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How do I Become an Instrumentation Engineer?

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  • Written By: D. Jeffress
  • Edited By: Jenn Walker
  • Last Modified Date: 26 November 2016
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Instrumentation engineers design complex controls systems for various consumer products, robotic instruments, vehicles, and industrial machinery. They have expert knowledge of mechanical and electrical engineering principles as well as modern computer drafting programs and physical construction techniques. A person who wants to become an instrumentation engineer in most settings needs to obtain at least a bachelor's degree from an accredited university. In addition, on-the-job training and success on professional engineer exams is necessary to establish a career in the field.

A four-year bachelor's degree program in mechanical engineering, electrical engineering, physics, or math can be very beneficial for a person who wants to find work as an instrumentation engineer. Most future professionals opt for mechanical engineering programs, but relevant techniques and information can be learned in the other majors as well. Students typically enroll in a number of advanced science and math courses to study the principles of electricity, chemistry, and magnetism. An undergraduate can also take classes in drafting, blueprint design, and computer science to develop practical skills.

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A college student who wants to become an instrumentation engineer can look into internship opportunities at local manufacturing plants and research and development firms. Entry-level work as an assistant or junior engineer provides important hands-on experience in the field and can significantly improve a person's chances of finding a position after earning his or her degree. Near graduation, a student can take the first of two written professional engineer exams and begin applying for full-time work.

When applying to become an instrumentation engineer, a person should emphasize his or her practical skills and computer knowledge. Employers generally like to hire new engineers who are capable of quickly mastering various unique software applications and working well with other engineering team members. Once a person is offered a job, he or she can expect to spend between six months and four years working under supervision. Ongoing experience allows a new engineer to take on more responsibilities and independence in his or her work.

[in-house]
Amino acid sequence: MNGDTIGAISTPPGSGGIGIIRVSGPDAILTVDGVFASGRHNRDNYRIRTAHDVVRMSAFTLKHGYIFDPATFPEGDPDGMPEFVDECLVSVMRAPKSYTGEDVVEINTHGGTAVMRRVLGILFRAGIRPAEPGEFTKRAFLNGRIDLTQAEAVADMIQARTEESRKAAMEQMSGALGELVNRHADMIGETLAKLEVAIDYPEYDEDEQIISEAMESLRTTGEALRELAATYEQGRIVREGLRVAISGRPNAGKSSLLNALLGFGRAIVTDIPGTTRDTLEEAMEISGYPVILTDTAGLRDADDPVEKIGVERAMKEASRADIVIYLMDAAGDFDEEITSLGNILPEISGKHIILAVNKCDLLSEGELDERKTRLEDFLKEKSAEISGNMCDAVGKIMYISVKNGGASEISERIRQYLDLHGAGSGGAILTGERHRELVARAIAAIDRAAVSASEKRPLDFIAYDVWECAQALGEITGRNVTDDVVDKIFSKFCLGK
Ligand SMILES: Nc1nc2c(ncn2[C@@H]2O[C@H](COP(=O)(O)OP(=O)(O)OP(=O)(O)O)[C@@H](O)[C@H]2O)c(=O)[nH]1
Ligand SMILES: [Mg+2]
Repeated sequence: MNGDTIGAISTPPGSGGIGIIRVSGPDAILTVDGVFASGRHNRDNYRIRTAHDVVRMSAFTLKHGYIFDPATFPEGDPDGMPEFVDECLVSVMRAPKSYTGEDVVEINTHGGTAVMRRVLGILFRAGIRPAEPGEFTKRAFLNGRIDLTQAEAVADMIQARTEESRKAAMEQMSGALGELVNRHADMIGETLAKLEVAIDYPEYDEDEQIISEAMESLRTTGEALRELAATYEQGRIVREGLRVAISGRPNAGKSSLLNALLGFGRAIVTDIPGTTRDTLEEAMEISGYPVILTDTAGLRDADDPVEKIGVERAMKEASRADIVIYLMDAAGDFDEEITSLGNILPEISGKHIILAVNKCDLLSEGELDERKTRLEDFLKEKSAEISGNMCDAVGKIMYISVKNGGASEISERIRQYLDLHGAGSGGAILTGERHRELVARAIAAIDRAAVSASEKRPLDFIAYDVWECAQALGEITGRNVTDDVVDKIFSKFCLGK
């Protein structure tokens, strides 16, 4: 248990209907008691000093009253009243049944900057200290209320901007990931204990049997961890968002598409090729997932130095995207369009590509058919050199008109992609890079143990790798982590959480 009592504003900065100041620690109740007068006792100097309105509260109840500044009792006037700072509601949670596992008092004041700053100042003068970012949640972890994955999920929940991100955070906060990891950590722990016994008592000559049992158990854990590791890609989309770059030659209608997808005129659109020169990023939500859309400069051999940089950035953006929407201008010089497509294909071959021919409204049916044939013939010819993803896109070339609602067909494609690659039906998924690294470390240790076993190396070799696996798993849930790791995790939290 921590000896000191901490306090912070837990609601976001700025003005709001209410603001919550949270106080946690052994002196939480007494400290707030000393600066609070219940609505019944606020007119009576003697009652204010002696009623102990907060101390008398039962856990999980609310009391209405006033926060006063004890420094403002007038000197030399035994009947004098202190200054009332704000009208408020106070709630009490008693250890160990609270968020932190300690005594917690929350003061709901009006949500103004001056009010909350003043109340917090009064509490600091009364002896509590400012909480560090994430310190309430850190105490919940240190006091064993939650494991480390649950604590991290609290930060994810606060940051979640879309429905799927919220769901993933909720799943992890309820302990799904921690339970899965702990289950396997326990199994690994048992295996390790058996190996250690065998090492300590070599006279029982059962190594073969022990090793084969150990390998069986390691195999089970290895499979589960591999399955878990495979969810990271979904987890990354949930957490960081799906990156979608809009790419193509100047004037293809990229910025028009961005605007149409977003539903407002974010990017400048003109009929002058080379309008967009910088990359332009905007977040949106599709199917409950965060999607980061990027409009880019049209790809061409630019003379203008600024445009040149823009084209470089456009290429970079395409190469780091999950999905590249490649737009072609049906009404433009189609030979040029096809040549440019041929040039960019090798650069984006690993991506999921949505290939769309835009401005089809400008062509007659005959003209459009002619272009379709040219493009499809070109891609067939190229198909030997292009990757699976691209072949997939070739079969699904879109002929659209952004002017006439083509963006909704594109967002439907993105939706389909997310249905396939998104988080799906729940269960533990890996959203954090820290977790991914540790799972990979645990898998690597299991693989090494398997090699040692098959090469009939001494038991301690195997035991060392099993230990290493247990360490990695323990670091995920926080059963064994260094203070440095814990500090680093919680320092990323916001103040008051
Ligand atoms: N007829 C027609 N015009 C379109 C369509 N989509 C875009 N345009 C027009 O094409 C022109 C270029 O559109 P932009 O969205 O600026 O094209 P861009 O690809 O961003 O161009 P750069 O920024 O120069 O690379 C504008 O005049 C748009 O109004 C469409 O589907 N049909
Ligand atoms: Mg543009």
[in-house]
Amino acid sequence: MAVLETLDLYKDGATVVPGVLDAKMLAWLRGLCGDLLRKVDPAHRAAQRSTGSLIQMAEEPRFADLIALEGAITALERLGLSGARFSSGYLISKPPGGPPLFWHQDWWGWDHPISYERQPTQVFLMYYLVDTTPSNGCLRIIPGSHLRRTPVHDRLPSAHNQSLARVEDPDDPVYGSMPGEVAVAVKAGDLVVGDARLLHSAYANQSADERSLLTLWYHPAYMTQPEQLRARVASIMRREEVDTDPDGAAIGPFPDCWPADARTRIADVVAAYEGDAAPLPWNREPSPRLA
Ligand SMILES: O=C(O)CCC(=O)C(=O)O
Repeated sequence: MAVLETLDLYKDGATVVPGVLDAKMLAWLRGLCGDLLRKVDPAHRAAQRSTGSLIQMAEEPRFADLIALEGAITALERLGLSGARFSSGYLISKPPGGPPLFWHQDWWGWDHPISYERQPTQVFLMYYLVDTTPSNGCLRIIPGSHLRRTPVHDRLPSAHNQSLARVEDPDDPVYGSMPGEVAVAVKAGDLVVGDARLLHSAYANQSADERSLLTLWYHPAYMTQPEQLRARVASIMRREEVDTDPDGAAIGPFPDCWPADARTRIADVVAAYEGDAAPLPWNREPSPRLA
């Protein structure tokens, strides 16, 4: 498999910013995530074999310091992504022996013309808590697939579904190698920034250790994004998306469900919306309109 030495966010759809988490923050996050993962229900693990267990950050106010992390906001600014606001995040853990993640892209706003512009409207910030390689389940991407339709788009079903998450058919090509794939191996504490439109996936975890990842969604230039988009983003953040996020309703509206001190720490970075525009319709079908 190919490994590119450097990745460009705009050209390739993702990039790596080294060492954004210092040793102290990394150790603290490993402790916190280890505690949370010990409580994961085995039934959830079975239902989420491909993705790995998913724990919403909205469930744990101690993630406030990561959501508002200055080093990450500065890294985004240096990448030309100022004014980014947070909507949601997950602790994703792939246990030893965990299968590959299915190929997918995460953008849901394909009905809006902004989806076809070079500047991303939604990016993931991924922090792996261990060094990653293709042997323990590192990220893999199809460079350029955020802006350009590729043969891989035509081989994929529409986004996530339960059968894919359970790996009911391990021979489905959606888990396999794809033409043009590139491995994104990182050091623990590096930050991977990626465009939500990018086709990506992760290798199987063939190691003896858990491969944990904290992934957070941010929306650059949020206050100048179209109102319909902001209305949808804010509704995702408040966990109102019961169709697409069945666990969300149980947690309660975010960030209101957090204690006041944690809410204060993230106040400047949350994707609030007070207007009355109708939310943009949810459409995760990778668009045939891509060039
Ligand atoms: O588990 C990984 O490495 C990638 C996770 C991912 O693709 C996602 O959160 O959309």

The second professional engineer exam can typically be taken after gaining four to five years of experience. Success on the test means that a worker can officially become an instrumentation engineer and earn the right to start leading original projects. Professionals who work for several years in the field and build strong reputations are generally rewarded with very good pay and opportunities for advancement. Some engineers eventually open their own consulting firms or become competing private manufacturers of instrumentation equipment.

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David09
Post 4

@everetra - It’s interesting that you can’t take the second exam until you’ve been on the job at least four or five years – and only on passing that test can you begin working as an engineer in a leadership role. That fact alone should tell you that jobs for instrumentation engineers are rigorous and no less specialized than other engineering careers.

everetra
Post 3

@SkyWhisperer - I doubt that flat panel systems are the future for every sector. I don’t think that you’ll find them in the industrial field, where dust particles and debris could ruin the surface of your touch pad control system.

Also, not everything is a keyboard. Instrument panels can have dials and valves and stuff. That doesn’t mean it’s any less “advanced” than a touch pad system – you still need to know computer software and engineering principles to design an effective system.

I don’t work as an instrumentation engineer myself but I do work in the software industry. I can tell you that in our industry, “interface” is everything. So many people complain because a software interface is not user friendly.

I think instrumentation engineering is just as important – and that’s why you need advanced math and science skills. Really, it’s as much engineering as anything else you’re developing in my opinion.

SkyWhisperer
Post 2

@nony - Well, we’re glad to help out. If you wanted to be an instrumentation engineer, college would have been a better career path. One thing I wonder about is the future of instrumentation jobs as technology keeps changing.

I watch shows like Star Trek where they have these flat panel instrumentation devices and I think that’s where we’re heading. We already have that touch panel technology in place already, but I think it will become more widespread and we’ll get away from the tried and true keyboard and other mechanical devices for instrumentation panels.

nony
Post 1

Years ago I saw a program about a child prodigy who built his own robot. At the tender age of sixteen, he built this device, which was a marvel of electronics and instrumentation engineering.

The instrumentation part was rather clever. This teenager had disassembled a telephone and ripped out the control pad. He used the control pad as the instrumentation panel for the robot! I was so inspired that I tried to do the same thing at home.

I took apart a phone to get at its panel. At that point, I was lost. There was no robot, and so I didn’t know what to do. All I had was a broken phone and my dad yelled at me when he came home.

I never could explain to him why I did what I did. I’m glad I can finally tell you all about it thirty years later.

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